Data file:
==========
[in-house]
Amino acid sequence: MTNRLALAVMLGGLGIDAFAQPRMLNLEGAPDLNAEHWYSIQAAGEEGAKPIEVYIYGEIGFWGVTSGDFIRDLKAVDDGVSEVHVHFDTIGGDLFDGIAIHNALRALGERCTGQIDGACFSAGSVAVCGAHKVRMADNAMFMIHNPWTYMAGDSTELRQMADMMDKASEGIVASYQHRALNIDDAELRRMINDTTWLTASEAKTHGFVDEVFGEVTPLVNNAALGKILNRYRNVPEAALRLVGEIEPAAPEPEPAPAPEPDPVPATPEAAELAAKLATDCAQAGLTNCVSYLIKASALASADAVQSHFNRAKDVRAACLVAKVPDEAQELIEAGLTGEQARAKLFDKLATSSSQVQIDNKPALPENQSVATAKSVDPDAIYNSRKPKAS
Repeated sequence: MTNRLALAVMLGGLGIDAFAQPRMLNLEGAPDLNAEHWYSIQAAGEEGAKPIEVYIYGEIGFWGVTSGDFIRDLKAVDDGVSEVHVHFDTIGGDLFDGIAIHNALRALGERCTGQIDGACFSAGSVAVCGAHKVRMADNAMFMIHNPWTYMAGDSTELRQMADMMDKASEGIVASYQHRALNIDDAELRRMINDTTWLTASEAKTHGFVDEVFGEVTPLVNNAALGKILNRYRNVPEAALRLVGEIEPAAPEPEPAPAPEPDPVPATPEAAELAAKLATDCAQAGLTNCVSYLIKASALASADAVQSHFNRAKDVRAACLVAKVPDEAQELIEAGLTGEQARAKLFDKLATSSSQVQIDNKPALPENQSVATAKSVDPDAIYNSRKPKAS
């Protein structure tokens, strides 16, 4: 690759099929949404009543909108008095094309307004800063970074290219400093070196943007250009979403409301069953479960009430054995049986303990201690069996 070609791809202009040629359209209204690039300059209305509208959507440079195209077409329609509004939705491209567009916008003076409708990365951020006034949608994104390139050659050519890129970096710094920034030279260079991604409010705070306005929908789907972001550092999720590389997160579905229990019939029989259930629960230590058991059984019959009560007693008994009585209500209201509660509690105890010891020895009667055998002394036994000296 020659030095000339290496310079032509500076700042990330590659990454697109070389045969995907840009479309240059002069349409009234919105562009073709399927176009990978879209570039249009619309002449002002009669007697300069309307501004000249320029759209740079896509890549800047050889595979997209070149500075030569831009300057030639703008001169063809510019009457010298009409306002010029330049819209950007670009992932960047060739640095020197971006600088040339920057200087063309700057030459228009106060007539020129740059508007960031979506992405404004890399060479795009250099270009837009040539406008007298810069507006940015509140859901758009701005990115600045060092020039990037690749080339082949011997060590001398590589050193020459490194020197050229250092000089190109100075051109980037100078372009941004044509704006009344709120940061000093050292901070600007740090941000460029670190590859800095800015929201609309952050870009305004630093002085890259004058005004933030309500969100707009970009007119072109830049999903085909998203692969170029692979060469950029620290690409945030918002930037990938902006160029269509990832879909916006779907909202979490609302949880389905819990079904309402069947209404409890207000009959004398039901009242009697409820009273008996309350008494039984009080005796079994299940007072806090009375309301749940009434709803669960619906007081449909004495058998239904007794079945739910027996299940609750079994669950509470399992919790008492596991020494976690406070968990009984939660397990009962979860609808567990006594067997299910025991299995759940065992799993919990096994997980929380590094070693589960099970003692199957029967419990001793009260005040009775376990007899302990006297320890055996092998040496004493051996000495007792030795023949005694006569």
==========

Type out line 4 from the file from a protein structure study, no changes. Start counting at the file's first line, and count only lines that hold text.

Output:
């Protein structure tokens, strides 16, 4: 690759099929949404009543909108008095094309307004800063970074290219400093070196943007250009979403409301069953479960009430054995049986303990201690069996 070609791809202009040629359209209204690039300059209305509208959507440079195209077409329609509004939705491209567009916008003076409708990365951020006034949608994104390139050659050519890129970096710094920034030279260079991604409010705070306005929908789907972001550092999720590389997160579905229990019939029989259930629960230590058991059984019959009560007693008994009585209500209201509660509690105890010891020895009667055998002394036994000296 020659030095000339290496310079032509500076700042990330590659990454697109070389045969995907840009479309240059002069349409009234919105562009073709399927176009990978879209570039249009619309002449002002009669007697300069309307501004000249320029759209740079896509890549800047050889595979997209070149500075030569831009300057030639703008001169063809510019009457010298009409306002010029330049819209950007670009992932960047060739640095020197971006600088040339920057200087063309700057030459228009106060007539020129740059508007960031979506992405404004890399060479795009250099270009837009040539406008007298810069507006940015509140859901758009701005990115600045060092020039990037690749080339082949011997060590001398590589050193020459490194020197050229250092000089190109100075051109980037100078372009941004044509704006009344709120940061000093050292901070600007740090941000460029670190590859800095800015929201609309952050870009305004630093002085890259004058005004933030309500969100707009970009007119072109830049999903085909998203692969170029692979060469950029620290690409945030918002930037990938902006160029269509990832879909916006779907909202979490609302949880389905819990079904309402069947209404409890207000009959004398039901009242009697409820009273008996309350008494039984009080005796079994299940007072806090009375309301749940009434709803669960619906007081449909004495058998239904007794079945739910027996299940609750079994669950509470399992919790008492596991020494976690406070968990009984939660397990009962979860609808567990006594067997299910025991299995759940065992799993919990096994997980929380590094070693589960099970003692199957029967419990001793009260005040009775376990007899302990006297320890055996092998040496004493051996000495007792030795023949005694006569």